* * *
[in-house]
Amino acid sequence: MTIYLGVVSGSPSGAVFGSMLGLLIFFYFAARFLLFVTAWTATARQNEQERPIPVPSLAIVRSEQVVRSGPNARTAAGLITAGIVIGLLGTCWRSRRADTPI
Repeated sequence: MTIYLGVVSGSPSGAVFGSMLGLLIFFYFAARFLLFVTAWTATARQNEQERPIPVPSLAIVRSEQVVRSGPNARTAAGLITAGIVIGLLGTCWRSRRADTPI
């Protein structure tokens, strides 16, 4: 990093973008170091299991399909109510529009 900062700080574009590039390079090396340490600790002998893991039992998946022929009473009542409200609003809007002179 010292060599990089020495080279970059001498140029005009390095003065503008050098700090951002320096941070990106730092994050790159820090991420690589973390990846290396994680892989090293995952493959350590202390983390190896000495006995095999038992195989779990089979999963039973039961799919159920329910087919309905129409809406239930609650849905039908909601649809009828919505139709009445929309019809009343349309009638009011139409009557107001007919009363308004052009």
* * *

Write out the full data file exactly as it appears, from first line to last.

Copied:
[in-house]
Amino acid sequence: MTIYLGVVSGSPSGAVFGSMLGLLIFFYFAARFLLFVTAWTATARQNEQERPIPVPSLAIVRSEQVVRSGPNARTAAGLITAGIVIGLLGTCWRSRRADTPI
Repeated sequence: MTIYLGVVSGSPSGAVFGSMLGLLIFFYFAARFLLFVTAWTATARQNEQERPIPVPSLAIVRSEQVVRSGPNARTAAGLITAGIVIGLLGTCWRSRRADTPI
């Protein structure tokens, strides 16, 4: 990093973008170091299991399909109510529009 900062700080574009590039390079090396340490600790002998893991039992998946022929009473009542409200609003809007002179 010292060599990089020495080279970059001498140029005009390095003065503008050098700090951002320096941070990106730092994050790159820090991420690589973390990846290396994680892989090293995952493959350590202390983390190896000495006995095999038992195989779990089979999963039973039961799919159920329910087919309905129409809406239930609650849905039908909601649809009828919505139709009445929309019809009343349309009638009011139409009557107001007919009363308004052009």